How (non)linear is the sliding law?
One of the major shortcomings of past ice sheet models was their frequent assumption that basal sliding velocity is linearly dependent on driving stress/basal shear stress. Under such assumption doubling of ice flow velocity would require doubling of basal/driving stress. However, such fast recent changes in ice velocity appear to have been triggered by relatively small stress perturbations, implying non-linear dependence of sliding velocity on stress (e.g., Howat et. al. (2005)). The end result is that the relatively innocuous-looking assumption of linear sliding law has fundamental implications for model behavior because it forces the simulated velocity field to change relatively slowly since there are limits on how fast and large stress changes can be (e.g., driving stress changes substantially only when ice thickness and/or surface slope change substantially).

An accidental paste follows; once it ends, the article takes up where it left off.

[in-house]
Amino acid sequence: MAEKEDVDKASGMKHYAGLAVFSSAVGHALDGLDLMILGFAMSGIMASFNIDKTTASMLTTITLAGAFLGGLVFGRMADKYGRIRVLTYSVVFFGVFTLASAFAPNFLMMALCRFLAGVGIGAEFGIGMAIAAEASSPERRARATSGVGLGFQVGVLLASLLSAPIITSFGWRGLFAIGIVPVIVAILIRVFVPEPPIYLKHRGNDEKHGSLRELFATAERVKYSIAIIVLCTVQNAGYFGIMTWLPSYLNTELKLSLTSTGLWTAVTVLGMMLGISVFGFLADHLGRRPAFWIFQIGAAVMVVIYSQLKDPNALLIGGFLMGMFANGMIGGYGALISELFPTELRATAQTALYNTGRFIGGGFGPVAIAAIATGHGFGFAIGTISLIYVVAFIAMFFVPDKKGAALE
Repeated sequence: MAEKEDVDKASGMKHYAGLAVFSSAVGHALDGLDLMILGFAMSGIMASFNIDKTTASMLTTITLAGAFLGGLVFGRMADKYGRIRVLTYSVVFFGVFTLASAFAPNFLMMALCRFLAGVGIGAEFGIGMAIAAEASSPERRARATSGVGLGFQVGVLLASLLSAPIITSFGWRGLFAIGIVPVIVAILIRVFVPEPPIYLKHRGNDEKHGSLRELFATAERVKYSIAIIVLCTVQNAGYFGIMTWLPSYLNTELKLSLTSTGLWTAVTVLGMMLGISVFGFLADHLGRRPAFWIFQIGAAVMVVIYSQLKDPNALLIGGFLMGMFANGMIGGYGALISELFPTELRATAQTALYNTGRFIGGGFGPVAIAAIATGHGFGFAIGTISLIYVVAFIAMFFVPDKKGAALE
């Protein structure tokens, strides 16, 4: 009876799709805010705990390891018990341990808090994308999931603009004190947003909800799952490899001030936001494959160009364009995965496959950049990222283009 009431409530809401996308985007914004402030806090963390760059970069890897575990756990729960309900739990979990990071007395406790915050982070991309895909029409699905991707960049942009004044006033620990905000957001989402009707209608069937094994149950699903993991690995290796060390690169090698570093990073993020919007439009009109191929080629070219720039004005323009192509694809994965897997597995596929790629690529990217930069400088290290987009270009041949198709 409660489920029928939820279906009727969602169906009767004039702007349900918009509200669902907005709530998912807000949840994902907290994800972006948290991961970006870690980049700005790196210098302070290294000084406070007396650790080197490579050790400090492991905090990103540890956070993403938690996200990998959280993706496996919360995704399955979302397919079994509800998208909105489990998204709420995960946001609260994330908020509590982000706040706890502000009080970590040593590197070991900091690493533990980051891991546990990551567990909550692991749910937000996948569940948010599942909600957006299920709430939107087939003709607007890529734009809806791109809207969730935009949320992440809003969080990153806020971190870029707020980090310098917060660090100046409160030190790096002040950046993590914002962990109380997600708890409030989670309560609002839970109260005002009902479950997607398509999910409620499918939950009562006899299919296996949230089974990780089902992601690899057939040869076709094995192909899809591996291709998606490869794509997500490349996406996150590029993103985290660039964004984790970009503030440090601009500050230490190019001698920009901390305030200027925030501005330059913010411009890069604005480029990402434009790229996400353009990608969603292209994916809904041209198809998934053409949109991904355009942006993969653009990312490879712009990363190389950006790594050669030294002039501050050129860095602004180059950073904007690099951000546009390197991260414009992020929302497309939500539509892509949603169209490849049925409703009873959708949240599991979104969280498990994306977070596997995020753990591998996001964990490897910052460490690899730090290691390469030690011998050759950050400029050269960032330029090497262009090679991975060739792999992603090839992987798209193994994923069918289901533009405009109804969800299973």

Studies of glacier sliding over bedrock typically indicate relatively non-linearity of the sliding law with the stress exponent n in the range of 2-4. With n=4 doubling of velocity can be accomplished with stress increase of about 20%. Moreover, motion of ice over weak sedimentary beds may be equivalent to a sliding law with stress exponent approaching infinity Tulaczyk et al. (2000) and Tulaczyk (2006). In the 'plastic bed' end-member, basal resistance to flow is velocity independent and changes in stress state trigger adjustments in longitudinal and transverse strain rates. Hence, the concept of a basal sliding law breaks down because the sliding velocity is not determined locally. The plastic bed concept has been explored in simple models examining recent changes in velocities of Siple coast ice streams Joughin et al. (2002), Bougamont et al. (2003a), Bougamont et al. (2003b).